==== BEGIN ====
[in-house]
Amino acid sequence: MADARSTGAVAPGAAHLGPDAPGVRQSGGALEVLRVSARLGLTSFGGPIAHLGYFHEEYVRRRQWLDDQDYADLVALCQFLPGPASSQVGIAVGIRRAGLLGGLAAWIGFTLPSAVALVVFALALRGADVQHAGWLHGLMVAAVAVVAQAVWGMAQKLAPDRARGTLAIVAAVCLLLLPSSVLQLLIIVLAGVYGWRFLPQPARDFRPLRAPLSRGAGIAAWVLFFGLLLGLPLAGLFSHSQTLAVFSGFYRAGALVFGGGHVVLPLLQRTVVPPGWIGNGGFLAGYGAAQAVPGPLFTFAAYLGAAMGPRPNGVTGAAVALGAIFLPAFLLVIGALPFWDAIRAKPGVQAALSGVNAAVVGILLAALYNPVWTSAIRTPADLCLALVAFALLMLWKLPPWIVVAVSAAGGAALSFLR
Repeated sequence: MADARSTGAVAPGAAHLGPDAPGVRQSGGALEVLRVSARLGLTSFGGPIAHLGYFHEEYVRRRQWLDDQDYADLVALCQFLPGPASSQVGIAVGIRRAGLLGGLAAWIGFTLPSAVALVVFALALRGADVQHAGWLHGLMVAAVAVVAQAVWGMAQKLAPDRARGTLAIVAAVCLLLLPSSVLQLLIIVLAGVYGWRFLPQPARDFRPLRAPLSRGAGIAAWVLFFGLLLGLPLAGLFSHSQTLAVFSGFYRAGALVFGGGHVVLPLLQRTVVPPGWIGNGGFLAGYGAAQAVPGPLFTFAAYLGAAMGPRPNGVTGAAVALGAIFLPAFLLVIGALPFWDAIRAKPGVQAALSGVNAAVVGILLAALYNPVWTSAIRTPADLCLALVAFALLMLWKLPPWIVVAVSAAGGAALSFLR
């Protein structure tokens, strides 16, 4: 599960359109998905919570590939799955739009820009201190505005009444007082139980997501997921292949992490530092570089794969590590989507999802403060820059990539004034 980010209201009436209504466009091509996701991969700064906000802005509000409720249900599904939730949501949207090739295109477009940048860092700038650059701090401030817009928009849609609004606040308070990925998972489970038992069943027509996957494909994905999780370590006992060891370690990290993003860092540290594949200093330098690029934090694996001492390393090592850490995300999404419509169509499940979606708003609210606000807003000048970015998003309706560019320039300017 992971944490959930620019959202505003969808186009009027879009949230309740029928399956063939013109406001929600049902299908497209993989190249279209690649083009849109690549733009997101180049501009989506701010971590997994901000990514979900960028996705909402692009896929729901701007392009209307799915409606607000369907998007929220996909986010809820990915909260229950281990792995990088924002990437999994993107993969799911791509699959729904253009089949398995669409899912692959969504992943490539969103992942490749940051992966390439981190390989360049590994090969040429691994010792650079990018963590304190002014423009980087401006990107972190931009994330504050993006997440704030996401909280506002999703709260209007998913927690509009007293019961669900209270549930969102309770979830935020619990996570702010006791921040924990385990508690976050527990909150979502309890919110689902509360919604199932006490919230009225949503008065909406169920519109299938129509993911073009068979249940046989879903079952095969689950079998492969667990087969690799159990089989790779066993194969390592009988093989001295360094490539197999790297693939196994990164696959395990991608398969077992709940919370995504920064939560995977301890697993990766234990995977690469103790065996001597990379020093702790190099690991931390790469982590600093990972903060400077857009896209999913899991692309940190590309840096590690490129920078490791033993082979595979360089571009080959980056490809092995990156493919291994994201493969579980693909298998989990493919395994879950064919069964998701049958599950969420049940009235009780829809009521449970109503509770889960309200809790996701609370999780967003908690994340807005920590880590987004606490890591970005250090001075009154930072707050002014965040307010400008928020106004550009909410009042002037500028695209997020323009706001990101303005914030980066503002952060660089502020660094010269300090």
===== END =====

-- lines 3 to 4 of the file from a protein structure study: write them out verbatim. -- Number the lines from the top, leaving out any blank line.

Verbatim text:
Repeated sequence: MADARSTGAVAPGAAHLGPDAPGVRQSGGALEVLRVSARLGLTSFGGPIAHLGYFHEEYVRRRQWLDDQDYADLVALCQFLPGPASSQVGIAVGIRRAGLLGGLAAWIGFTLPSAVALVVFALALRGADVQHAGWLHGLMVAAVAVVAQAVWGMAQKLAPDRARGTLAIVAAVCLLLLPSSVLQLLIIVLAGVYGWRFLPQPARDFRPLRAPLSRGAGIAAWVLFFGLLLGLPLAGLFSHSQTLAVFSGFYRAGALVFGGGHVVLPLLQRTVVPPGWIGNGGFLAGYGAAQAVPGPLFTFAAYLGAAMGPRPNGVTGAAVALGAIFLPAFLLVIGALPFWDAIRAKPGVQAALSGVNAAVVGILLAALYNPVWTSAIRTPADLCLALVAFALLMLWKLPPWIVVAVSAAGGAALSFLR
């Protein structure tokens, strides 16, 4: 599960359109998905919570590939799955739009820009201190505005009444007082139980997501997921292949992490530092570089794969590590989507999802403060820059990539004034 980010209201009436209504466009091509996701991969700064906000802005509000409720249900599904939730949501949207090739295109477009940048860092700038650059701090401030817009928009849609609004606040308070990925998972489970038992069943027509996957494909994905999780370590006992060891370690990290993003860092540290594949200093330098690029934090694996001492390393090592850490995300999404419509169509499940979606708003609210606000807003000048970015998003309706560019320039300017 992971944490959930620019959202505003969808186009009027879009949230309740029928399956063939013109406001929600049902299908497209993989190249279209690649083009849109690549733009997101180049501009989506701010971590997994901000990514979900960028996705909402692009896929729901701007392009209307799915409606607000369907998007929220996909986010809820990915909260229950281990792995990088924002990437999994993107993969799911791509699959729904253009089949398995669409899912692959969504992943490539969103992942490749940051992966390439981190390989360049590994090969040429691994010792650079990018963590304190002014423009980087401006990107972190931009994330504050993006997440704030996401909280506002999703709260209007998913927690509009007293019961669900209270549930969102309770979830935020619990996570702010006791921040924990385990508690976050527990909150979502309890919110689902509360919604199932006490919230009225949503008065909406169920519109299938129509993911073009068979249940046989879903079952095969689950079998492969667990087969690799159990089989790779066993194969390592009988093989001295360094490539197999790297693939196994990164696959395990991608398969077992709940919370995504920064939560995977301890697993990766234990995977690469103790065996001597990379020093702790190099690991931390790469982590600093990972903060400077857009896209999913899991692309940190590309840096590690490129920078490791033993082979595979360089571009080959980056490809092995990156493919291994994201493969579980693909298998989990493919395994879950064919069964998701049958599950969420049940009235009780829809009521449970109503509770889960309200809790996701609370999780967003908690994340807005920590880590987004606490890591970005250090001075009154930072707050002014965040307010400008928020106004550009909410009042002037500028695209997020323009706001990101303005914030980066503002952060660089502020660094010269300090």